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Coordinated mechanisms of leaves and roots in response to drought stress underlying full-length transcriptome profiling in Vicia sativa L

Abstract

Background

Common vetch (Vicia sativa L.) is an important self-pollinating annual forage legume and is of interest for drought prone regions as a protein source to feed livestock and human consumption. However, the development and production of common vetch are negatively affected by drought stress. Plants have evolved common or distinct metabolic pathways between the aboveground and underground in response to drought stress. Little is known regarding the coordinated response of aboveground and underground tissues of common vetch to drought stress.

Results

Our results showed that a total of 30,427 full-length transcripts were identified in 12 samples, with an average length of 2278.89 bp. Global transcriptional profiles of the above 12 samples were then analysed via Illumina-Seq. A total of 3464 and 3062 differentially expressed genes (DEGs) were identified in the leaves and roots, respectively. Gene Ontology (GO) enrichment analyses identified that the dehydrin genes and Δ1-pyrroline-5-carboxylate synthase were induced for the biosynthesis of proline and water conservation. The Kyoto Encyclopedia of Genes and Genomes (KEGG) enrichment analysis results indicated that the DEGs were significantly enriched in hormone signal transduction, starch and sucrose metabolism, and arginine and proline metabolism, and various drought response candidate genes were also identified. Abscisic acid (ABA; the AREB/ABF-SnRK2 pathway) regulates the activity of AMY3 and BAM1 to induce starch degradation in leaves and increase carbon export to roots, which may be associated with the drought stress responses in common vetch. Among the co-induced transcription factors (TFs), AREB/ABF, bHLH, MYB, WRKY, and AP2/ERF had divergent expression patterns and may be key in the crosstalk between leaves and roots during adaption to drought stress. In transgenic yeast, the overexpression of four TFs increased yeast tolerance to osmotic stresses.

Conclusion

The multipronged approach identified in the leaves and roots broadens our understanding of the coordinated mechanisms of drought response in common vetch, and further provides targets to improve drought resistance through genetic engineering.

Background

Plants frequently encounter adverse growth conditions, such as drought, salinity, and extreme temperatures. These stresses can reduce plant growth and crop yield and play major roles in determining the geographic distribution of plant species [1,2,3]. Among these environmental factors, drought is one of the most acute abiotic stresses that adversely impacts plant productivity and survival [4, 5]. Under drought conditions, plants initiate a variety of complex signalling networks to adapt and survive during periods of water shortage, and three major sophisticated strategies have evolved to respond to drought conditions: (i) stress escape, (ii) stress avoidance and (iii) stress tolerance [6]. Drought escape occurs during a severely drought-shortened growing season and through the response to environmental cues that change plant molecular mechanisms. Conversely, drought avoidance occurs through a series of morphological and physiological changes that increase plant water-use efficiency and decrease transpiration. Drought tolerance occurs through the production of molecules that stabilize proteins and osmotic adjustments to withstand dehydration [7, 8]. These plant adaption strategies include morphological, biochemical, physiological and molecular changes underpinned by alterations in the expression of numerous genes that may include the upregulation of stress signal transduction-related genes, functional proteins and transcription factors (TFs) [9, 10].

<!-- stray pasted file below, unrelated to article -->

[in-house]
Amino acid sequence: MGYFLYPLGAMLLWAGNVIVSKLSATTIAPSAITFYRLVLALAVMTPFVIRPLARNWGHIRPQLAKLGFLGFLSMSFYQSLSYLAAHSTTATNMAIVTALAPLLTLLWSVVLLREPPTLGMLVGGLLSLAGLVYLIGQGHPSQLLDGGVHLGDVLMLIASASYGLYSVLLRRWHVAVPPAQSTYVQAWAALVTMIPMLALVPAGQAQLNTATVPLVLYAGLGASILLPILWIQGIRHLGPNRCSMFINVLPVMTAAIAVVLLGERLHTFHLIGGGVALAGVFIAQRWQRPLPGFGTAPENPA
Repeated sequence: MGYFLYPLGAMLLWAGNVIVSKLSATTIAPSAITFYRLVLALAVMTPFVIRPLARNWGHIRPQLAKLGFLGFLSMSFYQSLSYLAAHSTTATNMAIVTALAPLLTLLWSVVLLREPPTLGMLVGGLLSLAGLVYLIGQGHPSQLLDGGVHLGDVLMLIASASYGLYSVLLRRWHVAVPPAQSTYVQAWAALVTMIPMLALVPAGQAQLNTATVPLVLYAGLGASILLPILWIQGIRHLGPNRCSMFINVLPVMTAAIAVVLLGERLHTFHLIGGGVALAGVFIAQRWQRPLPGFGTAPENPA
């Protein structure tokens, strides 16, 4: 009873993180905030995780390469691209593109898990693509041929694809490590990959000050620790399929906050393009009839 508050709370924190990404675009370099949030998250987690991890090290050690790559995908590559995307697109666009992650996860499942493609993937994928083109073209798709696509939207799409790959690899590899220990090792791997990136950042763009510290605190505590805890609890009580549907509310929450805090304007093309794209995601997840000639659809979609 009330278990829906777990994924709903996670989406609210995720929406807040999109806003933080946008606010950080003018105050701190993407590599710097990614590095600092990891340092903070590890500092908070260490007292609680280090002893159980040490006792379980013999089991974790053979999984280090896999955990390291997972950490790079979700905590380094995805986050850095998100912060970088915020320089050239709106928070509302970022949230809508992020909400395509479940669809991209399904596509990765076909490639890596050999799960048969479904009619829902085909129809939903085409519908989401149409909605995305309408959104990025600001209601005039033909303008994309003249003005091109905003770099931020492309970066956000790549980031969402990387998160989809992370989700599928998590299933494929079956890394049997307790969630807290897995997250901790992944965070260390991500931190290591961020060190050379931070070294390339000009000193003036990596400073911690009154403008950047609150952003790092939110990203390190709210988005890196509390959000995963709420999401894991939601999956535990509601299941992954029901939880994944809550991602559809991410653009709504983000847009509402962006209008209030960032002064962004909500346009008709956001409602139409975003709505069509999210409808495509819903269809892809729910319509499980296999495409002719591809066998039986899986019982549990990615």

The important genes participating in drought resistance are generally classified into two groups: regulatory genes and functional genes [2, 10]. Functional genes encode important metabolic proteins and enzymes that directly function in the protection of cells against stress, and the regulatory genes encode numerous regulatory proteins, including protein phosphatases, kinases, and TFs, that mainly play important roles in synchronizing gene expression and signal transduction in abiotic stress responses [11, 12]. It is especially noteworthy that up to 10% of genes in plant genome are TFs, which could be activated through abscisic acid (ABA) dependent/independent pathways and play particularly pivotal roles in drought tolerance in plants by regulating the downstream stress-responsive genes [5, 13].

The coordination of metabolic assimilation is a key factors for plants’ adaptive mechanisms to drought stress. In plants, most of the water transpires from the soil in exchange for CO2, making water availability a major limiting factor for growth and productivity. Although the aboveground leaves and underground roots have distinct developmental trajectories, plants also evolved highly coordinated biological processes to acclimate to drought conditions by fine-tuning energy production in leaves in response to the availability of water and nutrients in roots [3, 14]. Considering the complexity of the biological processes between above- and underground tissues, it is essential to understand the common and specific stress-related genes expression profiles and molecular networks involved in drought resistance on a whole-transcriptome level in plants. Using next-generation RNA sequencing (NGS) technology, numerous drought-responsive genes have been identified in many non-model plant species including Pinus halepensis [15], Chenopodium quinoa (Willd.) [16], and Ammopiptanthus mongolicus [17], but these studies mainly focused on single tissues or whole plants, except for Prunus mahaleb, Arundo donax, Lens culinaris, and Prunus persica, for which NGS was used to recognize the response mechanisms coordinated between leaves and roots under drought stress [18,19,20,21,22]. These studies indicated that hormone signal transduction plays a considerable role in the plant response to drought stress. Compare to the NGS method, the recently developed Pacific Biosciences (PacBio) full-length sequencing can produce longer reads and highly accurate and unbiased sequences, making it much more effective for unsolved problems in genome, transcriptome, and epigenetics research in a species without a reference genome [23, 24]. However, to our knowledge, genome-wide transcriptomic study of drought-responsive genes in plants with this new full-length sequencing approach has not yet been reported.